Also: Papa Aylan was NOT a paying passenger, NOR captain-ad-interim when the original captain fled(?!), as he wanted us to believe, but he was organiser & captain of the rubber dingy from the very beginning (which he navigated as a total moron, according to his other passengers).

    Btw, for every goddamn child, woman or family in focus/foreground, try finding another one among the hundred or even thousand people in the background. You won’t find any.

    Hook, line, sinker.

    Suckers rule the world, and definitely run the media.

    Comment by Wilhelmus Janus — September 12, 2015 @ 7:25 pm

  7. @Ratiocination. Whatever. If you are paying attention, you will realize that large numbers of people not fleeing for their lives are using Merkel’s response to the Syrian situation as a Trojan Horse to get access to Europe. If she really wants to help Syrians, this is not the way to do it. Support for operating and protecting refugee camps in Turkey and Jordan, for instance, and assistance to those governments (especially Jordan).

    And if utilitarian calculus offends you, well you better take that up with the myriad Germans-Including those in Merkel’s government, per the link in the post-who rationalize allowing opening the floodgates as a way to provide labor to be taxed to pay for German pensioners because Germans are not reproducing in sufficient numbers. Sounds pretty utilitarian, and decidedly un-Kantian (“Act in such a way that you treat humanity, whether in your own person or in the person of any other, never merely as a means to an end, but always at the same time as an end”) to me.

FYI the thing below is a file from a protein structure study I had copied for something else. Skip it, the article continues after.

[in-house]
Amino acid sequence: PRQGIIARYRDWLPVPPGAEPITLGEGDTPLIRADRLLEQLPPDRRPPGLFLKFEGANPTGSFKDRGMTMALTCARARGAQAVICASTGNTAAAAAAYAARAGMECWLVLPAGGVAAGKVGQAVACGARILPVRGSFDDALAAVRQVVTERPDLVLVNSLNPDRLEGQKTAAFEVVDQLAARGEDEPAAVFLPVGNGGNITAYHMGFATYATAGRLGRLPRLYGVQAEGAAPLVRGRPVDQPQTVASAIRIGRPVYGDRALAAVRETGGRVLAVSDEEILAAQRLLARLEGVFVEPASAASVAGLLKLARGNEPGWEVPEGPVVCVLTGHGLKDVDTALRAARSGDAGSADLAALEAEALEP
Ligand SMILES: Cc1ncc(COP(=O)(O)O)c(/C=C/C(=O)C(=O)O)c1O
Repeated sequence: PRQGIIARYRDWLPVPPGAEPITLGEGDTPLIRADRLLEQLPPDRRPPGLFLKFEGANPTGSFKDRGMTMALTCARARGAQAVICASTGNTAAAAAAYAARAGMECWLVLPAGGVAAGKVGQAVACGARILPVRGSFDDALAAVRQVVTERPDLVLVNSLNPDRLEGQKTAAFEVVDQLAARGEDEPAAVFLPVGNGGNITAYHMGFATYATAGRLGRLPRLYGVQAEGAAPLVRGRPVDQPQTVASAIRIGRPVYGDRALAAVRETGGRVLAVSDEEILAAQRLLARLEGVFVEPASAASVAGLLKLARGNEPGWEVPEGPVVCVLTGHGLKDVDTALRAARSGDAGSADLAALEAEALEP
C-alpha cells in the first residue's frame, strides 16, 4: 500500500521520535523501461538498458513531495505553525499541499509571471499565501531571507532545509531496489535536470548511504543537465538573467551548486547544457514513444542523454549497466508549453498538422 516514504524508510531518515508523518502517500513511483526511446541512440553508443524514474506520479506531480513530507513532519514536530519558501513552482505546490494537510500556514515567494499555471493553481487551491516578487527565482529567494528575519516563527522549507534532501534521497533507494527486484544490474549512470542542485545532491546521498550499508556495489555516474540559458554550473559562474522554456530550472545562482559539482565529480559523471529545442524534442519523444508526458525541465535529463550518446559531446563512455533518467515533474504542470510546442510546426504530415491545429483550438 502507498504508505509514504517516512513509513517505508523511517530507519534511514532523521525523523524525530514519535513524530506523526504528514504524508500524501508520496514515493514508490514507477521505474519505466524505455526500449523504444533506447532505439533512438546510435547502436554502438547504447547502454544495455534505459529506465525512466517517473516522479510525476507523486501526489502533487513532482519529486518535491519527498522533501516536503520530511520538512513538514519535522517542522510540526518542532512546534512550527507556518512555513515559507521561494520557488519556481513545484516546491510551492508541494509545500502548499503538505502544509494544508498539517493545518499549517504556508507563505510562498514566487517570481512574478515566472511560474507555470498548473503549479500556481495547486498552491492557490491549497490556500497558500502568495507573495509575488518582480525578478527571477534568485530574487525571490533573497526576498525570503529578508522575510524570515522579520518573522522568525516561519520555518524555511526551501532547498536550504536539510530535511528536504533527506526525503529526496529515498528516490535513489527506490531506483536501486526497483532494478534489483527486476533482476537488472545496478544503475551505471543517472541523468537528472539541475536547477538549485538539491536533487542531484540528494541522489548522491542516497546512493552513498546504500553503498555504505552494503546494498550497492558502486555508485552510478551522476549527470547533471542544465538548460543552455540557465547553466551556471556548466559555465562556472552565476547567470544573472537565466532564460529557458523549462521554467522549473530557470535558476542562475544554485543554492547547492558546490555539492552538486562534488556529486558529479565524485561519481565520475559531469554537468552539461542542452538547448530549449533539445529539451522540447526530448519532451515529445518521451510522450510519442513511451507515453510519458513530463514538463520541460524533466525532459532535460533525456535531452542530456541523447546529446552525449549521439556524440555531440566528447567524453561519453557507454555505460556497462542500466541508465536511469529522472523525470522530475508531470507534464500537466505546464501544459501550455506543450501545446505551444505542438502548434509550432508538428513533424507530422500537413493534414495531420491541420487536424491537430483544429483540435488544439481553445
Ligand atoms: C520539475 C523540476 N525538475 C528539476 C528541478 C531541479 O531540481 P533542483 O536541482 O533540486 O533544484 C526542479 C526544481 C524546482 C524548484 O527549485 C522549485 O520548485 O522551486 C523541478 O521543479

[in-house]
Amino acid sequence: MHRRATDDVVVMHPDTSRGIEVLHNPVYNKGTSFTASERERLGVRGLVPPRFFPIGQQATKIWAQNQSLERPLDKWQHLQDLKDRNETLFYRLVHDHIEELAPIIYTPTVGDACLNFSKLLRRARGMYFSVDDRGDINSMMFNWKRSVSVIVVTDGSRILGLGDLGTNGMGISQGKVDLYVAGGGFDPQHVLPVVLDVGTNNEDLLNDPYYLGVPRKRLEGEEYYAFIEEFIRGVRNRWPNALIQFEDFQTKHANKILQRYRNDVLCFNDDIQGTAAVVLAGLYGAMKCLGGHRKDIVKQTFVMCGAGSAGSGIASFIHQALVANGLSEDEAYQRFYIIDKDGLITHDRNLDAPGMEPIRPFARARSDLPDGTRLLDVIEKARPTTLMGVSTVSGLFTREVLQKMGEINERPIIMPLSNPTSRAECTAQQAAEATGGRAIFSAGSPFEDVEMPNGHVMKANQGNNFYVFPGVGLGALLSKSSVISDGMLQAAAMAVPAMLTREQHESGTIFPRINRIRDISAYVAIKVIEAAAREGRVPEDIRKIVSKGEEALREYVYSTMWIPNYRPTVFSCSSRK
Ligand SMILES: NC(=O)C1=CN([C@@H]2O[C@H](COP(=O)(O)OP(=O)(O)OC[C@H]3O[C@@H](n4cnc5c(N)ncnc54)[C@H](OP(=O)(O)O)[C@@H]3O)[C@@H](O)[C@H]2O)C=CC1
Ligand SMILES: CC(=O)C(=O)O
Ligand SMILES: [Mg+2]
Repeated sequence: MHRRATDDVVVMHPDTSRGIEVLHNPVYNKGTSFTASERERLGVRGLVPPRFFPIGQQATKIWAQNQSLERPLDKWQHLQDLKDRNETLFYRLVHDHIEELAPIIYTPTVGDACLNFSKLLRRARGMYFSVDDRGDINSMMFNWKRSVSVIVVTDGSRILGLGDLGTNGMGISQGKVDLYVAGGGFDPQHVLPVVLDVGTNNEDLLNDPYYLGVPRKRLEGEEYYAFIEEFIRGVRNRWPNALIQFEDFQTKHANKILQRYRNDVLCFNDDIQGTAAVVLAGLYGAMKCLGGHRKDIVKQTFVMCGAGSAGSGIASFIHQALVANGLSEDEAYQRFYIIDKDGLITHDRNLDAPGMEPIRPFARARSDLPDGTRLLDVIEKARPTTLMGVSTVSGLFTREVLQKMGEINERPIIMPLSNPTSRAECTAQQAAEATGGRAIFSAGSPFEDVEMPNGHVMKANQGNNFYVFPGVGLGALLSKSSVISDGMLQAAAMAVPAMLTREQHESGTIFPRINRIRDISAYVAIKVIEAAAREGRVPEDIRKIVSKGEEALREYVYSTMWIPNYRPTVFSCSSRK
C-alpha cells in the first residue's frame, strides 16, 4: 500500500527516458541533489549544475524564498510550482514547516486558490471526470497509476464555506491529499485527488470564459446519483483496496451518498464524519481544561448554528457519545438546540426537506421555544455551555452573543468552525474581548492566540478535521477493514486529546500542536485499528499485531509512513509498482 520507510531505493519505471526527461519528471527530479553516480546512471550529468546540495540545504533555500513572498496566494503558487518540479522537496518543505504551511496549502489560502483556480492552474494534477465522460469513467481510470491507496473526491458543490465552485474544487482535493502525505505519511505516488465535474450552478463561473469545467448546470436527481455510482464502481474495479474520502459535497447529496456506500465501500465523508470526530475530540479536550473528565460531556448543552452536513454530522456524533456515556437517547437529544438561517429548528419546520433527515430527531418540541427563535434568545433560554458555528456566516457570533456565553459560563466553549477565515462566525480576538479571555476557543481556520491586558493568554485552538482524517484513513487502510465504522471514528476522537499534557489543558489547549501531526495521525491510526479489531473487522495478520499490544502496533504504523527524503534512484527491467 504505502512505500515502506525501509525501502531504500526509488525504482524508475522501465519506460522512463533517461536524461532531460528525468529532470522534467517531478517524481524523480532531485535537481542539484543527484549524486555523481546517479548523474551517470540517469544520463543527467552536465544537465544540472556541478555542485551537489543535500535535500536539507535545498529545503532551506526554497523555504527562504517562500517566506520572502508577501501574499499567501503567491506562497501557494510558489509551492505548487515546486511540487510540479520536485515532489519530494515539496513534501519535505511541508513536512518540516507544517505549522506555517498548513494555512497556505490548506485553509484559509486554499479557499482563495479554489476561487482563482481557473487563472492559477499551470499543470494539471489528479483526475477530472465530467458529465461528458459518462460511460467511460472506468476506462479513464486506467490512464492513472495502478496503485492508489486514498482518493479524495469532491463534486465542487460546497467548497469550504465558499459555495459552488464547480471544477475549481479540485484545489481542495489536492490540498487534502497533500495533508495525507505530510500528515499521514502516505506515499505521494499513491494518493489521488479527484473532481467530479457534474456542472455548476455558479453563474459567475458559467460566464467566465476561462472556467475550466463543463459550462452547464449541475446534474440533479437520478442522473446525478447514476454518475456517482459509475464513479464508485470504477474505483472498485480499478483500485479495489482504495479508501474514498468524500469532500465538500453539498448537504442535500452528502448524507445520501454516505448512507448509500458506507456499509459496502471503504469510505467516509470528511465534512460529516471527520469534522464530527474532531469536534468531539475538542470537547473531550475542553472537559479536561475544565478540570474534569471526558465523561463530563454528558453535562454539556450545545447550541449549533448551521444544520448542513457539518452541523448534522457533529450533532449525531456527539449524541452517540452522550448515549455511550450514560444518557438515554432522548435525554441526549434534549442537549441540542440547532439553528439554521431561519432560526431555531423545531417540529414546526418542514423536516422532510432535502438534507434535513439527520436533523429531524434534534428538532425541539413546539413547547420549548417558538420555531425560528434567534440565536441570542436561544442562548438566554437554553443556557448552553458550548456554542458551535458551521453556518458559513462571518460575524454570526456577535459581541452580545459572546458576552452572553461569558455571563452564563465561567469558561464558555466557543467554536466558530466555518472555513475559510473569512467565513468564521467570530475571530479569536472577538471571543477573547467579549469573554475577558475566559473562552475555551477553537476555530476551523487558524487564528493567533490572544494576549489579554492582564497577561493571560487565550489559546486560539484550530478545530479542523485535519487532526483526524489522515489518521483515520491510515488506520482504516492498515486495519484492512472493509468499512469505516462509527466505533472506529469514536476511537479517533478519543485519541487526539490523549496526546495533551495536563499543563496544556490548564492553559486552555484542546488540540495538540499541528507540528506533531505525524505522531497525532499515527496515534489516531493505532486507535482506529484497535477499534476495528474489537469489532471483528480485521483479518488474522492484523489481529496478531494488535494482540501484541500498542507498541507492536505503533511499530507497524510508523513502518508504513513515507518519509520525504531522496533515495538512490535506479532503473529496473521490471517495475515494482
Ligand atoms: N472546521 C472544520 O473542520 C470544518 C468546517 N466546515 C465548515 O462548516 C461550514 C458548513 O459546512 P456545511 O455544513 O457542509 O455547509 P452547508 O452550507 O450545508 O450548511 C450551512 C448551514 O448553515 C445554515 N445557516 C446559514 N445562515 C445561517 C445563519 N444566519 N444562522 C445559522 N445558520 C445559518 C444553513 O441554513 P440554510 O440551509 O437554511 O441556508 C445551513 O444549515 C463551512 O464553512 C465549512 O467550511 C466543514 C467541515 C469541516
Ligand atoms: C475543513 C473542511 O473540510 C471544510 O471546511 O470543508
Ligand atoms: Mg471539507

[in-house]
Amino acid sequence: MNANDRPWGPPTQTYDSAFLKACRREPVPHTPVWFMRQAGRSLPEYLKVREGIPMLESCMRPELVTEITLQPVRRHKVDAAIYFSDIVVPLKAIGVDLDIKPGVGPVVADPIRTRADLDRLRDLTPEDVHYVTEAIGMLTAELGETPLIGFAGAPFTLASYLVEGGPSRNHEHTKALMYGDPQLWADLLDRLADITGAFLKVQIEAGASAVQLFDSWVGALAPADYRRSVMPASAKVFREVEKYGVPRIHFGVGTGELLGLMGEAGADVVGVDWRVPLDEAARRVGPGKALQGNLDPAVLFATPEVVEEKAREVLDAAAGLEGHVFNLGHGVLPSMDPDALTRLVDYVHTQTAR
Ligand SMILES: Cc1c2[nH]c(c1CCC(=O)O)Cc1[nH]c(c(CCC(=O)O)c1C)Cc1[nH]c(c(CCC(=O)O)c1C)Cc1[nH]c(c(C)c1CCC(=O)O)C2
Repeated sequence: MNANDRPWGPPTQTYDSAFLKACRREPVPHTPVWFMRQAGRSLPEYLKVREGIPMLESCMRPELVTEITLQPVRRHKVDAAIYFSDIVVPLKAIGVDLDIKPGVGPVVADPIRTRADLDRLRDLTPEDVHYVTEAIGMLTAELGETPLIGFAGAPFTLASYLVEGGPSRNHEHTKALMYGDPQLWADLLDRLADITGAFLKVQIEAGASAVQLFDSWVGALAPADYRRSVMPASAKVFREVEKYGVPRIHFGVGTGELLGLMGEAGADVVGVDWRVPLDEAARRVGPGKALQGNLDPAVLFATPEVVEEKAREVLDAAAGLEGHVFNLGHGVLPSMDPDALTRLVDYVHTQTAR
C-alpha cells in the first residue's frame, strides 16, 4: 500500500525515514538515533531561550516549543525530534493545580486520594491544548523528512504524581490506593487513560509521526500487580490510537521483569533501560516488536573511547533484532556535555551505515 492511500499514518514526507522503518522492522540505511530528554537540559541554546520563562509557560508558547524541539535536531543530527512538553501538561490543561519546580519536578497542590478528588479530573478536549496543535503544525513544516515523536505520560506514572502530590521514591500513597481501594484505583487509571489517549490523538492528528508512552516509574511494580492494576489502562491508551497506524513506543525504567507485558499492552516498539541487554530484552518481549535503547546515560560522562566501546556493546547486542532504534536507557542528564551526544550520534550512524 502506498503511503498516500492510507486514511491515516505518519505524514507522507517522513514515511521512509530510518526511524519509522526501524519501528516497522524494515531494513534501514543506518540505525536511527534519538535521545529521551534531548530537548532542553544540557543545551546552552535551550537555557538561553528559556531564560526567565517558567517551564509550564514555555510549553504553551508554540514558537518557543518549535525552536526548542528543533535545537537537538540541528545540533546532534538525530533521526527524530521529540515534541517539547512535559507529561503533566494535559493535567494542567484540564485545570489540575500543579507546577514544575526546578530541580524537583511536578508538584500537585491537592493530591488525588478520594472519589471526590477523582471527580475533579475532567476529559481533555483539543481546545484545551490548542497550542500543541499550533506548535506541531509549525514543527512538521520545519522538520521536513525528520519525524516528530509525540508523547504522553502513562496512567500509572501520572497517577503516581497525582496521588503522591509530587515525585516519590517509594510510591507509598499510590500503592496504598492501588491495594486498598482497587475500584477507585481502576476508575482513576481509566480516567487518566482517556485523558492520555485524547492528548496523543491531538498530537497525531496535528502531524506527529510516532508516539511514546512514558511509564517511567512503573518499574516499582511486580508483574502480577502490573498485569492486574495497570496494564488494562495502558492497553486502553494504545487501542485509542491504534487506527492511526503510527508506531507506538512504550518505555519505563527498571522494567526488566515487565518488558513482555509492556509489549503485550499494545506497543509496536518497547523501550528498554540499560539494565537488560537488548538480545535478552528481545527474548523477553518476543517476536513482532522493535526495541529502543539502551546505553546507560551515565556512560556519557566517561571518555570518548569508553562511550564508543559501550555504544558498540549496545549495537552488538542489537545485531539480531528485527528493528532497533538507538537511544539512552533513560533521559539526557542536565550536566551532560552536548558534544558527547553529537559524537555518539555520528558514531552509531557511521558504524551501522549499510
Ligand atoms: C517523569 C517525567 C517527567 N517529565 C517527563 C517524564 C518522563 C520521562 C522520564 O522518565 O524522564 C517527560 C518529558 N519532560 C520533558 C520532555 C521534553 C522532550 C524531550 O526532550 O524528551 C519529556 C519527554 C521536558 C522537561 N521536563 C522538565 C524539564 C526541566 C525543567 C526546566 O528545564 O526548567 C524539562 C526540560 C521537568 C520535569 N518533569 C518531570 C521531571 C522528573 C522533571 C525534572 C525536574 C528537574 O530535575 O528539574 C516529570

I am more than aware that the world is a tragic, fallen place, full of horrors. I am also aware that the do-goodism of the Merkels of the world tends to make things worse, not better. Like the title of the post says: the road to hell is paved with good intentions. Apparently you haven’t figured that out, despite all the evidence. Consequently, your shock matters to me not one whit.

    The ProfessorComment by The Professor — September 12, 2015 @ 7:25 pm

  8. @Mudak/#4: it’s not so much about NATO, it’s about creating exchange for Donbass/Krim.

    Merkel has just become his highest level Useful Idiot.

    And definitely not coincidence/short-term planning either: VVP has been sponsoring both far-left *and* far-right in all of Europe, for this very purpose.

    And why you would think VVP & his crypto-communist kleptocrat cronies are *not* devious enough for this, I can’t grasp….what contrary signs have you seen over the last decade?

    Comment by Wilhelmus Janus — September 12, 2015 @ 7:30 pm

  9. @Ratiocination: If you can stand more shock, here you go. Garfinkel is less blunt than I am (most people are!), but he by and large says the same thing.

    The ProfessorComment by The Professor — September 12, 2015 @ 8:25 pm

  10. @ the Professor:

    I’m neither surprised nor disappointed that my shock “matters to me not one whit.” The displacement of four million Syrians apparently matters to you not one whit, so a blog post isn’t going to move the needle.

    Your argument is replete with errors of fact (Merkel is not “self-appointed” – she is the elected leader of Germany), logic (Mohammed Atta resided in Germany for a time, therefore Germany has had an Islamic problem for years?), history (the same fearful nativist arguments have been expressed since the Irish first came to America, and have consistently been wrong), and discourse (speculating on motivation is not only unsubstantiated, but irrelevant; whether a course of action is just or unjust does not depend on the motives of the actor).